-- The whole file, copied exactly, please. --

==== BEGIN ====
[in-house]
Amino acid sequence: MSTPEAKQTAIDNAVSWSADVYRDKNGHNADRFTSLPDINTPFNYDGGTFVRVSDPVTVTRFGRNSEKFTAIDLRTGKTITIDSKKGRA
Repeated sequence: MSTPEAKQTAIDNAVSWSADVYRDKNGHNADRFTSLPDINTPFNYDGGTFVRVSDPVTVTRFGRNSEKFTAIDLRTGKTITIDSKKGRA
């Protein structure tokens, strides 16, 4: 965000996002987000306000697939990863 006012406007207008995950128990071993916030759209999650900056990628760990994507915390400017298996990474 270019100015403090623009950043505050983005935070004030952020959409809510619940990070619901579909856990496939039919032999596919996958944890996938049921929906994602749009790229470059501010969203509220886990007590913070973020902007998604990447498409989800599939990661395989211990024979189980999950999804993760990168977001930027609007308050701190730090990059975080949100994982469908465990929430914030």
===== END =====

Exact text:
[in-house]
Amino acid sequence: MSTPEAKQTAIDNAVSWSADVYRDKNGHNADRFTSLPDINTPFNYDGGTFVRVSDPVTVTRFGRNSEKFTAIDLRTGKTITIDSKKGRA
Repeated sequence: MSTPEAKQTAIDNAVSWSADVYRDKNGHNADRFTSLPDINTPFNYDGGTFVRVSDPVTVTRFGRNSEKFTAIDLRTGKTITIDSKKGRA
């Protein structure tokens, strides 16, 4: 965000996002987000306000697939990863 006012406007207008995950128990071993916030759209999650900056990628760990994507915390400017298996990474 270019100015403090623009950043505050983005935070004030952020959409809510619940990070619901579909856990496939039919032999596919996958944890996938049921929906994602749009790229470059501010969203509220886990007590913070973020902007998604990447498409989800599939990661395989211990024979189980999950999804993760990168977001930027609007308050701190730090990059975080949100994982469908465990929430914030």